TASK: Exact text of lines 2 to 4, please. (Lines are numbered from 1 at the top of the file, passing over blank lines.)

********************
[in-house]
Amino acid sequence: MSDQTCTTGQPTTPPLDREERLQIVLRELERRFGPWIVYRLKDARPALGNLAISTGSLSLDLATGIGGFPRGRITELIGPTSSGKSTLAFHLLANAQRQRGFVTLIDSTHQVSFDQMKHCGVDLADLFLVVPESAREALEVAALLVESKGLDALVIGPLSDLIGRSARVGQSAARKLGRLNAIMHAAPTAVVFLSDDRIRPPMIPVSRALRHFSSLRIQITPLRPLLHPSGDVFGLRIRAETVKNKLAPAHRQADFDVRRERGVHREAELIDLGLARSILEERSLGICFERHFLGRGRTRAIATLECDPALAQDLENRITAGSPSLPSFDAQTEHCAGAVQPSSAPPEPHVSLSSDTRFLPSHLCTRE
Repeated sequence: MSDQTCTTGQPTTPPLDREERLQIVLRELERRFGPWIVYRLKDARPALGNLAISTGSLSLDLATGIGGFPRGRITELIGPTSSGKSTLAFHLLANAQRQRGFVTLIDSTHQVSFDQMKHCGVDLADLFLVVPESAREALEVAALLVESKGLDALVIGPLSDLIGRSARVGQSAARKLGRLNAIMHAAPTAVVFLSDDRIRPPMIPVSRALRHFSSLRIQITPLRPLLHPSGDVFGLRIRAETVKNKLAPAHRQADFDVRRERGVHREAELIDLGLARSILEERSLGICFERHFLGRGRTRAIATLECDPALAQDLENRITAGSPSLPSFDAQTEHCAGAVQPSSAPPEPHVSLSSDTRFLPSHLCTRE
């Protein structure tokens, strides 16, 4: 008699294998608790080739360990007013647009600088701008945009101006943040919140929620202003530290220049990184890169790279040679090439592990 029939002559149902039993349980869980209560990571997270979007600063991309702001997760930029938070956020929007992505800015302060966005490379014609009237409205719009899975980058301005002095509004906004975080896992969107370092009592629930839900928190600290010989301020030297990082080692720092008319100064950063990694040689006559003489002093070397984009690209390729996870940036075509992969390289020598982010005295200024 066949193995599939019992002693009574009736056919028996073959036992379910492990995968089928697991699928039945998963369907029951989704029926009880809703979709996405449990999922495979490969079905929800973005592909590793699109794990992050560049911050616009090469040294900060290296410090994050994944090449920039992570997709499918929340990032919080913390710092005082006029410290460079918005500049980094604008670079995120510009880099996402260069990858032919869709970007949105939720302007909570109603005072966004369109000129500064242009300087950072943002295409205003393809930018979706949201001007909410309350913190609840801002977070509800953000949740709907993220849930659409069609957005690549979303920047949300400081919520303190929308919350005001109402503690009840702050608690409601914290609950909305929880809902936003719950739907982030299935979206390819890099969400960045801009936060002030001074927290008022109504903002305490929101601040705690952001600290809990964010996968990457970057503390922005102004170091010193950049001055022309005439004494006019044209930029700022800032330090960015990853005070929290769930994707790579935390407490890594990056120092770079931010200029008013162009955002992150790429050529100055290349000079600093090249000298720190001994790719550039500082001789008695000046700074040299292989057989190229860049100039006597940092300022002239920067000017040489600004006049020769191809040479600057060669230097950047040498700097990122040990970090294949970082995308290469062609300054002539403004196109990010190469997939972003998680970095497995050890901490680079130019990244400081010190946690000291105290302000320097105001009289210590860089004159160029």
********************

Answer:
Amino acid sequence: MSDQTCTTGQPTTPPLDREERLQIVLRELERRFGPWIVYRLKDARPALGNLAISTGSLSLDLATGIGGFPRGRITELIGPTSSGKSTLAFHLLANAQRQRGFVTLIDSTHQVSFDQMKHCGVDLADLFLVVPESAREALEVAALLVESKGLDALVIGPLSDLIGRSARVGQSAARKLGRLNAIMHAAPTAVVFLSDDRIRPPMIPVSRALRHFSSLRIQITPLRPLLHPSGDVFGLRIRAETVKNKLAPAHRQADFDVRRERGVHREAELIDLGLARSILEERSLGICFERHFLGRGRTRAIATLECDPALAQDLENRITAGSPSLPSFDAQTEHCAGAVQPSSAPPEPHVSLSSDTRFLPSHLCTRE
Repeated sequence: MSDQTCTTGQPTTPPLDREERLQIVLRELERRFGPWIVYRLKDARPALGNLAISTGSLSLDLATGIGGFPRGRITELIGPTSSGKSTLAFHLLANAQRQRGFVTLIDSTHQVSFDQMKHCGVDLADLFLVVPESAREALEVAALLVESKGLDALVIGPLSDLIGRSARVGQSAARKLGRLNAIMHAAPTAVVFLSDDRIRPPMIPVSRALRHFSSLRIQITPLRPLLHPSGDVFGLRIRAETVKNKLAPAHRQADFDVRRERGVHREAELIDLGLARSILEERSLGICFERHFLGRGRTRAIATLECDPALAQDLENRITAGSPSLPSFDAQTEHCAGAVQPSSAPPEPHVSLSSDTRFLPSHLCTRE
């Protein structure tokens, strides 16, 4: 008699294998608790080739360990007013647009600088701008945009101006943040919140929620202003530290220049990184890169790279040679090439592990 029939002559149902039993349980869980209560990571997270979007600063991309702001997760930029938070956020929007992505800015302060966005490379014609009237409205719009899975980058301005002095509004906004975080896992969107370092009592629930839900928190600290010989301020030297990082080692720092008319100064950063990694040689006559003489002093070397984009690209390729996870940036075509992969390289020598982010005295200024 066949193995599939019992002693009574009736056919028996073959036992379910492990995968089928697991699928039945998963369907029951989704029926009880809703979709996405449990999922495979490969079905929800973005592909590793699109794990992050560049911050616009090469040294900060290296410090994050994944090449920039992570997709499918929340990032919080913390710092005082006029410290460079918005500049980094604008670079995120510009880099996402260069990858032919869709970007949105939720302007909570109603005072966004369109000129500064242009300087950072943002295409205003393809930018979706949201001007909410309350913190609840801002977070509800953000949740709907993220849930659409069609957005690549979303920047949300400081919520303190929308919350005001109402503690009840702050608690409601914290609950909305929880809902936003719950739907982030299935979206390819890099969400960045801009936060002030001074927290008022109504903002305490929101601040705690952001600290809990964010996968990457970057503390922005102004170091010193950049001055022309005439004494006019044209930029700022800032330090960015990853005070929290769930994707790579935390407490890594990056120092770079931010200029008013162009955002992150790429050529100055290349000079600093090249000298720190001994790719550039500082001789008695000046700074040299292989057989190229860049100039006597940092300022002239920067000017040489600004006049020769191809040479600057060669230097950047040498700097990122040990970090294949970082995308290469062609300054002539403004196109990010190469997939972003998680970095497995050890901490680079130019990244400081010190946690000291105290302000320097105001009289210590860089004159160029």